Revion’s Amazon delivery van could stall due to a lawsuit over production seats

All-Electric R1T pickup truck maker Rivian has filed a new lawsuit against a major automotive seat maker in Michigan. The company in question has struck a deal with Rivian to provide seats for its upcoming Amazon delivery van. Now, Rivian says the parts supplier has almost doubled its price and production of the van could be delayed.

The Commercial Vehicles Group, the seat provider at the center of the lawsuit, and the Wall Street Journal, are still working directly with Rivian to find a resolution out of court. Nonetheless, Rivian filed suit in March seeking relief from the high seat price.

It specifically complained that if it could not get that relief, production of the Revian Prime Van or RPV could come to a complete standstill until a solution was found. While it may seem like simply changing suppliers may be the solution, Revian says it won’t work either. Clearly, it believes that a replacement can take more than a year to find.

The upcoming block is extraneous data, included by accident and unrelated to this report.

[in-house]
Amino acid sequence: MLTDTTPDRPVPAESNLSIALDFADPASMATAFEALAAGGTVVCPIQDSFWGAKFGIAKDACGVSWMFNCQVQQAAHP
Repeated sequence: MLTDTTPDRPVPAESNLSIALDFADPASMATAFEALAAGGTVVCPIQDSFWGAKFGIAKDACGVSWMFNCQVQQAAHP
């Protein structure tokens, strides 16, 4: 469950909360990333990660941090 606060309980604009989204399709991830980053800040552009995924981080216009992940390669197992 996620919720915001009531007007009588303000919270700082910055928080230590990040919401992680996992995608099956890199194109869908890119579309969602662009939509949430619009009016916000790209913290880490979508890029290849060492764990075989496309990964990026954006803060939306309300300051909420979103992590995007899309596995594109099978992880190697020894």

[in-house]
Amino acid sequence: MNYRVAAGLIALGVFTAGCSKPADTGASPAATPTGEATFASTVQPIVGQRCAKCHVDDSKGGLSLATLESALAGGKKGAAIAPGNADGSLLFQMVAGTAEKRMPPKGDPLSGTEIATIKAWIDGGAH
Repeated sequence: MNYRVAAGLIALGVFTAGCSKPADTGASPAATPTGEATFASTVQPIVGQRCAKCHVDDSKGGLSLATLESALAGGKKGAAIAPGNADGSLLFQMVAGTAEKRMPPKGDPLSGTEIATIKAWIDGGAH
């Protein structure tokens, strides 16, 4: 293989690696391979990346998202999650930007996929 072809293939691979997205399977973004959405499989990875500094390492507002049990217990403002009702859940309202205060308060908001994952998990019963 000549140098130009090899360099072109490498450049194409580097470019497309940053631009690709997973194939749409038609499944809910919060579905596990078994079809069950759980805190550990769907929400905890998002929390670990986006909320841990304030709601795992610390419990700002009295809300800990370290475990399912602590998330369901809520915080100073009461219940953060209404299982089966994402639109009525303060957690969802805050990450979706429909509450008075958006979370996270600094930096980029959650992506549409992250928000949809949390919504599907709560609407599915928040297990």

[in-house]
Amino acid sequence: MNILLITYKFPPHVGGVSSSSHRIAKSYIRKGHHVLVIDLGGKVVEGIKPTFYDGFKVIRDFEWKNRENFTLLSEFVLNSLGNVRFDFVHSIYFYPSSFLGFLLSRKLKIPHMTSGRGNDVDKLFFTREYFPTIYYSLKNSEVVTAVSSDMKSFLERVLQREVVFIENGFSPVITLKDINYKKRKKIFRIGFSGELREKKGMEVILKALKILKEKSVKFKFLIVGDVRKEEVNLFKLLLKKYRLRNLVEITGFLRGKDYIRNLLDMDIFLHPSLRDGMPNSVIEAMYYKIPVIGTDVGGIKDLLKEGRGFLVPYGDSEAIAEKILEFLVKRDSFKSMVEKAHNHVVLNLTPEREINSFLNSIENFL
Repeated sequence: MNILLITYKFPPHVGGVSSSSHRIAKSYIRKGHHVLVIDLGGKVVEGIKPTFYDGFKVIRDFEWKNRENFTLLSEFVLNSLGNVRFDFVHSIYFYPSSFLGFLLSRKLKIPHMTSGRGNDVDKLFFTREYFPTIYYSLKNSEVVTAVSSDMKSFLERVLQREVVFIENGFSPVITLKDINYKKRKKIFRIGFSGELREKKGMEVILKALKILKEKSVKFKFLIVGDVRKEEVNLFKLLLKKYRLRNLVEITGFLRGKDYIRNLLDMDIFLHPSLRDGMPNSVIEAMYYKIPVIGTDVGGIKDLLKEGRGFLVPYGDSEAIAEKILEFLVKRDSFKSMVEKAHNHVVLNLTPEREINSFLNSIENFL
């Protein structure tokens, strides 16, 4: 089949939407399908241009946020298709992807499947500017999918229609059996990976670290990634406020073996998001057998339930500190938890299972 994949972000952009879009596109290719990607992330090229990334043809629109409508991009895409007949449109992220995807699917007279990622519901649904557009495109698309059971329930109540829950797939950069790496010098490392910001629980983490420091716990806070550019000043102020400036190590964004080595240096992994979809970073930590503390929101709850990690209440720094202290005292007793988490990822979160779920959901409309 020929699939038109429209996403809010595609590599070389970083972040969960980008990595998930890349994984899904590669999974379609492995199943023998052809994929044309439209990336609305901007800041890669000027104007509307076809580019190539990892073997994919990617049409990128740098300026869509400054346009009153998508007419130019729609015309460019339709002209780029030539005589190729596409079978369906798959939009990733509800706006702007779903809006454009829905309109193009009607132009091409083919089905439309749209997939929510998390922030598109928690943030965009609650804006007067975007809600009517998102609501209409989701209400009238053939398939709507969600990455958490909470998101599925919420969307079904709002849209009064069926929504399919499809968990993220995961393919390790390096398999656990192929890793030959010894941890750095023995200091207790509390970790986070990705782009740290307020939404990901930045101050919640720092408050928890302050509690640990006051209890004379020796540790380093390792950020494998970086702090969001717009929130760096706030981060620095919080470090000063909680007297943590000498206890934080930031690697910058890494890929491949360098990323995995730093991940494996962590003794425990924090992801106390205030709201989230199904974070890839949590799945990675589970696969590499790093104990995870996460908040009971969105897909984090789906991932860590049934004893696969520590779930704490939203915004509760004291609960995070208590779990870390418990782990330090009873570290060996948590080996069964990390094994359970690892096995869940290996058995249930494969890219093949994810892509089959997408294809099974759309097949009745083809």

Related: Revion’s Amazon Delivery Van comes in a variety of styles

The WSJ added that the original contract price per seat unit was $ 775 but in February this year, the commercial vehicle group doubled the price. Rivian then pays a high price in an attempt to avoid an obstacle.

Until this news, Rivian has repeatedly stated that it wants to fulfill its 100,000-unit RPV order from Amazon after 2025. A year-long delay could prove to be a backbreak to that effort.

For its part, the commercial vehicle group says it has raised prices following several changes to the engineering and design of the seats in question. It further states that Revian can only build vans and install seats once the dispute has been resolved

It seems that after the recent bad news, Rivian will try its best to keep the line running, even if it means that the seats will be installed at a later date. Shares of the all-electric startup fell nearly seven percent on Monday to an all-time low of $ 24.33. A motion hearing is scheduled for tomorrow, May 17, in Michigan.

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